“Providers need to have tracking and monitoring technology,” notes Souply. “Span provides excellent tools that help customers keep an eye on their cargo. We provide extreme reliability and shipment visibility with all the necessary tools and experience to provide creative and consistent solutions.”
Alaska contains only 5,000 miles of paved roads winding through its 663,000 square miles of land. Compare that to Texas, which has 79,000 paved miles in its road system tracking through 269,000 square miles of land.
“Reaching 100% of residents in Alaska takes a creative supply chain of land, water, and air,” Souply says. “Knowing the right way to move a shipment takes experience and a team that has been trained to execute these unique challenges.”
Span Alaska, a subsidiary of Matson Logistics, ships more than 400 million pounds of freight annually to Alaska. Span Alaska is headquartered in Auburn, Washington, where it operates out of a 93-door terminal on 15 acres. Span Alaska operates all its terminals in Anchorage, Fairbanks, Kenai, Kodiak, and Wasilla, and owns more than 700 pieces of rolling equipment.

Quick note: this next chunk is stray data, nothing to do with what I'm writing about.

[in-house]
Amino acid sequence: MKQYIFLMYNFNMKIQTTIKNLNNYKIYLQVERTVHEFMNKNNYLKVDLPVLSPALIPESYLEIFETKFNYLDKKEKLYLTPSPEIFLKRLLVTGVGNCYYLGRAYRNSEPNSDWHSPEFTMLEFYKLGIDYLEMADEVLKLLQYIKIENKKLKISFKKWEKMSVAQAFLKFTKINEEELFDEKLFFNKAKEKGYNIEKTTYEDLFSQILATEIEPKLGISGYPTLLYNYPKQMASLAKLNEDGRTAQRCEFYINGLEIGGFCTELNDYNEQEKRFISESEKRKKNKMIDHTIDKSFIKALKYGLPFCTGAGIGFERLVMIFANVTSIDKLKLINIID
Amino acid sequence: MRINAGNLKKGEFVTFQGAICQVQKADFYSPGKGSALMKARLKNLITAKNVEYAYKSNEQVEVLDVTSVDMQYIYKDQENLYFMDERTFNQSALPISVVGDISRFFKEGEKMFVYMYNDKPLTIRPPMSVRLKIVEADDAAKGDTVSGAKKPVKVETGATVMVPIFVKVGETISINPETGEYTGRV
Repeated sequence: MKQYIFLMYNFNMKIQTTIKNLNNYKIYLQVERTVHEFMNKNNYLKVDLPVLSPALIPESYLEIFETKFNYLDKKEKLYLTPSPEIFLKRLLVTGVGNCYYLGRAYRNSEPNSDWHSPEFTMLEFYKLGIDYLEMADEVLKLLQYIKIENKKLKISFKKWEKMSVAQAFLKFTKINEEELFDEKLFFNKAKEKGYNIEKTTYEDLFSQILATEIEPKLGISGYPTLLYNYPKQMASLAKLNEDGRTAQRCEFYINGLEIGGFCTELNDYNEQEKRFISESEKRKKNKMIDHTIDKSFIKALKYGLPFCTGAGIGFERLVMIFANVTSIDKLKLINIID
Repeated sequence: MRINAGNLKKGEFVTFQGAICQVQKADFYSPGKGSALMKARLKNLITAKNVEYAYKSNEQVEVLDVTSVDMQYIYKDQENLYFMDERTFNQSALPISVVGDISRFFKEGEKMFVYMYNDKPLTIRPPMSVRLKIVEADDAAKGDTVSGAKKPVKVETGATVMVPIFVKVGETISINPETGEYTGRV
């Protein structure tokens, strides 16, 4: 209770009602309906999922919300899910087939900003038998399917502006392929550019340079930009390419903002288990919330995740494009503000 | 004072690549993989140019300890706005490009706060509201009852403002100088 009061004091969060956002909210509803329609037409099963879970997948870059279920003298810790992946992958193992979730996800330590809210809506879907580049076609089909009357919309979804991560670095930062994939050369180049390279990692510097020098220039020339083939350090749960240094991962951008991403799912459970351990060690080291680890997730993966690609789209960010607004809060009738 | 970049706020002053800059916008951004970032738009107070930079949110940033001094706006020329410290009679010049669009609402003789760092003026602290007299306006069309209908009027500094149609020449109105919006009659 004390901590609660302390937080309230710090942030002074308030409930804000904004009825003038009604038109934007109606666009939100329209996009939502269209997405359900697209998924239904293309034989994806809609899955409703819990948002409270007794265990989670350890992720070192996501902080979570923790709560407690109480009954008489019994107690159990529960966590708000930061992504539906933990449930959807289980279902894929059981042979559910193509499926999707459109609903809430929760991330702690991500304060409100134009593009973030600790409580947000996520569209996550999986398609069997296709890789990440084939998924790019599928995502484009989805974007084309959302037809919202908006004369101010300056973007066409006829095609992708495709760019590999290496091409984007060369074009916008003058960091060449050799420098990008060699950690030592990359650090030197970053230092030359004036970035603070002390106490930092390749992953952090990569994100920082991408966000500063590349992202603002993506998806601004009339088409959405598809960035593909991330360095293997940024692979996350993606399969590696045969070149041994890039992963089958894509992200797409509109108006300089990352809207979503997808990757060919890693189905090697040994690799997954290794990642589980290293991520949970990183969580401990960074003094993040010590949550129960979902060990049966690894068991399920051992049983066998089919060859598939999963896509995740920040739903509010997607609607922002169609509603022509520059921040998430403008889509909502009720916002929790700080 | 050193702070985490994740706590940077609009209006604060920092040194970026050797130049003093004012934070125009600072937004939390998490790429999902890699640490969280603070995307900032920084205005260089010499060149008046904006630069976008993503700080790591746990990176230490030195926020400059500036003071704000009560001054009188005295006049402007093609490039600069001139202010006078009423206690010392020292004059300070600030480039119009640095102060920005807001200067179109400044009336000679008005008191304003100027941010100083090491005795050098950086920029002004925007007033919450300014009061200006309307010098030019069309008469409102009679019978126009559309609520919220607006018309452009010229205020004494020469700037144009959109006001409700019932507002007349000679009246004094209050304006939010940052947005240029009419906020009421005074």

In addition to its vast volume of shipments from the lower 48 to Southcentral Alaska (the portion of the state consisting of the shorelines and uplands of the central Gulf of Alaska), the company also offers overnight service from Anchorage to Fairbanks and the Kenai Peninsula, and provides LTL service via barge from Seattle to Southeast Alaska.
Through Matson, Span Alaska serves the lower states from the Port of Tacoma to the Port of Anchorage, a total of 1,700 nautical miles. Shipments leave Tacoma twice a week on Wednesday and Friday.
“A core value of our business since our inception in 1978 has been a keen focus on employee and customer relationships,” Dorn says. “We direct load to the last-mile delivery terminal.” This seamless service, he adds, minimizes handling and transit time and provides quality service, which reduces stock-outs for various supply stores, retailers, construction sites, and medical supplies.